The School is a conceptual artwork in the form of a school.
It is a progression from my CA$H 4 GUN$ project: a living art installation that bought guns off the street, in an attempt to bridge the divide between the libertarian value of individual freedom, and the irksome reality that gun control works. CA$H 4 GUN$ ran during the 2015 New Orleans Biennial and was set in the 8th Ward of New Orleans, in a functioning car wash / sweets shop in the heart of one of the highest gun-death neighbourhoods in the United States. By offering private money for guns, the project skirted Second Amendment issues, employing the libertarian values of private enterprise and the free market to establish a kind of ‘gun control’. Integral to the installation was a free recording studio called The Embassy, which is still in operation: a place where young people can lay tracks with platinum rap producer Mr Serv-On, of No Limit Records. The idea is for neighbourhood boys to trade killing for creativity—to get too busy rapping about it to actually do it.
The question that arose during the course of CA$H 4 GUN$ was: Why do libertarians love gun freedom? Besides loving freedom for the sake of freedom—why is gun freedom, in particular, so sacred? It is sacred because it is an amendment to the constitution, put in place by the founding fathers to protect the people. From what? The government. The people needed to be prepared to overthrow the government, should it turn despotic and act against them. The Second Amendment is the right to a militia, ensuring that the people have at all times the tools necessary to defend themselves against the potential injustices of government. This revolutionary zeal on behalf of the founding fathers is the reason the second amendment exists.
Considering this, two things came up.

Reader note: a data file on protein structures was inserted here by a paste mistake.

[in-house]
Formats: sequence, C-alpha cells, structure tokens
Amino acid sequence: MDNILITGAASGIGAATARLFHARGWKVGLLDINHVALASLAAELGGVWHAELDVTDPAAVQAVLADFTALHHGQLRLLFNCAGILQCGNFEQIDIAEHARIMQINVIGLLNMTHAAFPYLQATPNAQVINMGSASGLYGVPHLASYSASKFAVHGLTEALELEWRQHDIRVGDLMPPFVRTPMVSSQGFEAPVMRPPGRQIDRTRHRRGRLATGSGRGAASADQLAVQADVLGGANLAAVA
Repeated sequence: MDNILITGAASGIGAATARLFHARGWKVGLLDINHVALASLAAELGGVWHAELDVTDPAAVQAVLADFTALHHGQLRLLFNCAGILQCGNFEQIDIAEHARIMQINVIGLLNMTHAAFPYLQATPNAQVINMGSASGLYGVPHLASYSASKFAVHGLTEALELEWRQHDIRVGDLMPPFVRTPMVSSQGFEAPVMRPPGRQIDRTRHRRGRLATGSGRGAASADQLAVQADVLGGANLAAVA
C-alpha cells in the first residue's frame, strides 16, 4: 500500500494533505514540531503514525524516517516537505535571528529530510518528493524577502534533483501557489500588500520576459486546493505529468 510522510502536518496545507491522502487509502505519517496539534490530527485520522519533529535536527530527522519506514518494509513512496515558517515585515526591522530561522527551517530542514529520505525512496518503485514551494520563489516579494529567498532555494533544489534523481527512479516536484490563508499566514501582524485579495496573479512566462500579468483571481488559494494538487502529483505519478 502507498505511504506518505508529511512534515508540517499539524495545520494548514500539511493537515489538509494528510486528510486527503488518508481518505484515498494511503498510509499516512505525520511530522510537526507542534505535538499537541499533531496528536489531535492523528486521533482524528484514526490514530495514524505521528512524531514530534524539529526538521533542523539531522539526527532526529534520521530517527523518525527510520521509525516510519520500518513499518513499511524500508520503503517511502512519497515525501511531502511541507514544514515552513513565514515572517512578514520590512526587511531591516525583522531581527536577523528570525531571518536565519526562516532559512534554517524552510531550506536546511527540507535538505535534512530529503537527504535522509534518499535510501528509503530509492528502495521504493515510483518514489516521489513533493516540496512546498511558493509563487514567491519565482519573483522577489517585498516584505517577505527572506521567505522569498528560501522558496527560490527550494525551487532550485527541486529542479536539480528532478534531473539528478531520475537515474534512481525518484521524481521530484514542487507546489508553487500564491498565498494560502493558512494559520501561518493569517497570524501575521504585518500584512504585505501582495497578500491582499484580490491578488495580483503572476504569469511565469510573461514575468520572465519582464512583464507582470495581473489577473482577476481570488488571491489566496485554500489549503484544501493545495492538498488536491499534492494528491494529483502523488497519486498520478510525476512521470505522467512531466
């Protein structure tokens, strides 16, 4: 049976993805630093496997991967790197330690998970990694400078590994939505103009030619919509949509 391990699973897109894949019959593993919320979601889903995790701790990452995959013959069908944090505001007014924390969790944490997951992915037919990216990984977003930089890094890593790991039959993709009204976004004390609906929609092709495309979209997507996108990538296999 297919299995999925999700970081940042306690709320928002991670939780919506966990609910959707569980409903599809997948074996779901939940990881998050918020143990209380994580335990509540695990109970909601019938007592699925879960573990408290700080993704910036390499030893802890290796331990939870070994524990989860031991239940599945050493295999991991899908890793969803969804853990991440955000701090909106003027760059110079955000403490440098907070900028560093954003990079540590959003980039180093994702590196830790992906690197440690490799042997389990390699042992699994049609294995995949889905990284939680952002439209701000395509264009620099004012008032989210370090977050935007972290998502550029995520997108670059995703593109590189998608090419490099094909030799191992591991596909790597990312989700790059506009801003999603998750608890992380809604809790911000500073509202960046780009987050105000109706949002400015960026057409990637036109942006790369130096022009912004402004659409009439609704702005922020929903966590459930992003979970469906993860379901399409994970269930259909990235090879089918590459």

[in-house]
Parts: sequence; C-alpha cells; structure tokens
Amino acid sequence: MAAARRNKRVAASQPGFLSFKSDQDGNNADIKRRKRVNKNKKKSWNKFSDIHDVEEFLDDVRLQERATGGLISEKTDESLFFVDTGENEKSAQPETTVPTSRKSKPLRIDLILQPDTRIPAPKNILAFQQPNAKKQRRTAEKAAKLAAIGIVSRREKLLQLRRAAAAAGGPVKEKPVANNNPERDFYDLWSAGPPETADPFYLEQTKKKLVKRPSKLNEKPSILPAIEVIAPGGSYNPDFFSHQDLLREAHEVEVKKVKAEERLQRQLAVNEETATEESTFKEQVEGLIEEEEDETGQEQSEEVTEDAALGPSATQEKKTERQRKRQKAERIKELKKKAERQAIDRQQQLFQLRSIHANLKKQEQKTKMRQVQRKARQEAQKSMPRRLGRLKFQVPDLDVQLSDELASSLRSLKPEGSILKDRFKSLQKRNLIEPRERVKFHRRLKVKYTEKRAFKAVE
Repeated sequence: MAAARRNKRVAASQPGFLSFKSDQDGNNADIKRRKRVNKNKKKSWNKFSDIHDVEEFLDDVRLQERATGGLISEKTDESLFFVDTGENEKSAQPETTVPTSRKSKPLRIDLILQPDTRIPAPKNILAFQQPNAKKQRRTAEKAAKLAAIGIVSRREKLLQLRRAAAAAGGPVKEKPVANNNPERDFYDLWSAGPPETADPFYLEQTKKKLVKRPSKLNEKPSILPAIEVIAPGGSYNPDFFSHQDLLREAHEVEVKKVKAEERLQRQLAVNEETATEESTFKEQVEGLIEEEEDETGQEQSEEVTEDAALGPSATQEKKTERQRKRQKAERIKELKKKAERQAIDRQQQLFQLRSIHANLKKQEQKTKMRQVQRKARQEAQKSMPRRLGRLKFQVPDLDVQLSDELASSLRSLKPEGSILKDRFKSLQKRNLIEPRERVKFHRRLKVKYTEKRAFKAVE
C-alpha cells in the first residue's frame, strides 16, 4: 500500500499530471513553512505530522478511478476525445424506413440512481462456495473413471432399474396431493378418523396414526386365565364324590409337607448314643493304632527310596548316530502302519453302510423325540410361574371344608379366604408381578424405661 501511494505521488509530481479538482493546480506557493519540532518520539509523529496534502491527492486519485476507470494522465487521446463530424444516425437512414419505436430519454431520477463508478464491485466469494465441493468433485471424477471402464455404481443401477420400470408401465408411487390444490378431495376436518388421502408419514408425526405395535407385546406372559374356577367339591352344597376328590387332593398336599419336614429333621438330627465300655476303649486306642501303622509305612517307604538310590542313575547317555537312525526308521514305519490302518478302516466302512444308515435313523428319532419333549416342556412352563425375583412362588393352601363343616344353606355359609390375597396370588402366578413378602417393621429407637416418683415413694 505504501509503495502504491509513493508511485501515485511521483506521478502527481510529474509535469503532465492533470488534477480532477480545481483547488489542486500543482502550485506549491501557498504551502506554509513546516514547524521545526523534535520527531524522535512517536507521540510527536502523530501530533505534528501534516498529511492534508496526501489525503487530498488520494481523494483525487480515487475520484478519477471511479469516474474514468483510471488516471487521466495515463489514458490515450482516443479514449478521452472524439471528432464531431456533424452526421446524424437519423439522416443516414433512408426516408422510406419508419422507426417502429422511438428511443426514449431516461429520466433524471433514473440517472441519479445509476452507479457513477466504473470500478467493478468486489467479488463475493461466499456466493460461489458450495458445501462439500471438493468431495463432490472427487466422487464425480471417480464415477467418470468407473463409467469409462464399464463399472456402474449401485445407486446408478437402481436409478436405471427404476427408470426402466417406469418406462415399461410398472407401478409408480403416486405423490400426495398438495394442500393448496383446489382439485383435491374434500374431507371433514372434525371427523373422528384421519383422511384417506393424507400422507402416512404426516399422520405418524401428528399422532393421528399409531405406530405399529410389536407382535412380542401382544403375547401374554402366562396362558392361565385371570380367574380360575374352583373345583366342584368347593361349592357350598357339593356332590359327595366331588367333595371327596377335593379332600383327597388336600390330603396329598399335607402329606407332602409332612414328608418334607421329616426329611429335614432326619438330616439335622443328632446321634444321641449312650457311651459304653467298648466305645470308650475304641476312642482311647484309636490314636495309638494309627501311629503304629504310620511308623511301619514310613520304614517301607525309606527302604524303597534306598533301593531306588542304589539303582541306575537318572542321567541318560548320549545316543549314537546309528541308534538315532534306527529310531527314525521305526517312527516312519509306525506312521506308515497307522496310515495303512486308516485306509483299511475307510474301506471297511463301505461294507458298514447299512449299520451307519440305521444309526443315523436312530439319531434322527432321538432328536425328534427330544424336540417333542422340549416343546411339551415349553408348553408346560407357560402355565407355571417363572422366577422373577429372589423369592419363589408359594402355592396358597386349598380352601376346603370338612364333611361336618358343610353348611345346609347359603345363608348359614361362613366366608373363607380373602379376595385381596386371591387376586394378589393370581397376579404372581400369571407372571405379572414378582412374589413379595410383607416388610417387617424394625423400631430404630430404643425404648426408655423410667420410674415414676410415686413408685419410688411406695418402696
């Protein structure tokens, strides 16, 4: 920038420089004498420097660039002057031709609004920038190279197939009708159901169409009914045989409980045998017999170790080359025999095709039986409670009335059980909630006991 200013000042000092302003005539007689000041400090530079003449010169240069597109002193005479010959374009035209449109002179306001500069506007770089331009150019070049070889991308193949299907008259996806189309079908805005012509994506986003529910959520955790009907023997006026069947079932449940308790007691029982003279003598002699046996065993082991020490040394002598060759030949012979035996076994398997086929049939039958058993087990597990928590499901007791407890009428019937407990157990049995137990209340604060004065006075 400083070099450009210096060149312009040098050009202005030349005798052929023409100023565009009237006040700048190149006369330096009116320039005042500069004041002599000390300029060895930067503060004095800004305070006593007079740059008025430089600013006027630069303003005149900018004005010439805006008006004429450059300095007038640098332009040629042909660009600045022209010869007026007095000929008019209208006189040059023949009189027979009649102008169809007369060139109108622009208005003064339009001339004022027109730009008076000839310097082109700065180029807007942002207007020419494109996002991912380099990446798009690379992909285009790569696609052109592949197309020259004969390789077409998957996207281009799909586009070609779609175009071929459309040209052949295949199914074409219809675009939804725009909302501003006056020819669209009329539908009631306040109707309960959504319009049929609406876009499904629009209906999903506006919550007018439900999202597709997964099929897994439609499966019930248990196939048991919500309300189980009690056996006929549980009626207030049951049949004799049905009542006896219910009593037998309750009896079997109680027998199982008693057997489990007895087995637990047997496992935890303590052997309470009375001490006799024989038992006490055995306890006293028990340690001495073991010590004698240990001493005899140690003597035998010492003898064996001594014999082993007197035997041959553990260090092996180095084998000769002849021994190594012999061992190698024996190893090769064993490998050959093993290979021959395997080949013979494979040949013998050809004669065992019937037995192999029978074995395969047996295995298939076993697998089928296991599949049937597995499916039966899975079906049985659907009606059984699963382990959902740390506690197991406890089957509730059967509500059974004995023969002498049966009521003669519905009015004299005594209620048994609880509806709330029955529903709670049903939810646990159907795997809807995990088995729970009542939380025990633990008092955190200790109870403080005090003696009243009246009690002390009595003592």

1. Guns are no longer appropriate tools for overthrowing the government. The government has drones and bigger guns and telescope lenses stronger than the Hubble Space Telescope used to study galaxies—pointed directly towards Earth.
2. If guns don’t make a militia, what does? Hacking. Hacking is the new gun. Forget guns. Hacking is what the Second Amendment should protect for (along with encryption). Hacking is also far less dangerous to the quality of life of Americans than guns, particularly those in already disadvantaged (or as David likes to put it, rights-denied) neighbourhoods.
Hence The School.
The School is Mona’s school-as-art-installation in New Orleans’ 8th Ward. It is a community centre, but we refuse to apply that dorky, do-gooder term. It offers the best education in cyber security, astronomy, beauty, health and fitness (physics and physiques). It is Black Mountain College distilled (meaning it’s really cool. I LOVE the old Black Mountain College). The School is unmarked—it is a secret. From outside, the building blends seamlessly into the blighted fabric of the ghetto. A subtle biometric security reader activates a secret door: inside, the academy gleams. In extreme contrast to the street, it is slick, ultra-modern, perfectly symmetrical, and shockingly luxurious.
The School’s programs include:
Students learn to break the internet, bit by bit, in collaboration with Ivy League legends. Think world domination by way of code, makers’ workshops, active hacking and learning, theory, ethics / how to avoid jail, and systems thinking.
Rather than ‘degrees’, students meet peer-assessed milestones—just like in the real world. And, after only two years, they’ll possess the relevant skills to make some serious money.
The Makeup of the Universe
Students learn about the stars—Miss Universe and the universe—while earning a degree in beauty. Guest lecturers include Nobel Prize winner Brian P Schmidt who discovered that the universe is expanding at an accelerating rate. He’s the recipient of our inaugural makeover.
Where conceptual art meets exercise: students act out inner darkness and human archetypes in muscle building aerobic-style, inspired by Carl Jung. Accidental lols included.
Classes take place in open, outdoor spaces, as well as a gymnasium filled with equipment designed by artists and engineers.
24 Carrot Gardens
A kitchen garden program where local families learn to grow, prepare, eat and share fresh produce. Kids will learn small business skills via selling their yield in an on-site social enterprise stall / restaurant.
Trade killing for creativity: students lay tracks, produce records, write lyrics, and participate in delivery and recording workshops led by esteemed producers. * Mic drop. *
Where art meets biological building and research. Students learn the ethics of bioengineering (controversial terrain), create non-toxic nail polishes, designer genes (and jeans), and everything in between—including ways in which we could turn the entire building into a living organism. We’re of the opinion that technology is becoming biology: ‘it’ becomes ‘them’, and then it becomes ‘us’. So, what will it be? Or should that be ‘us’?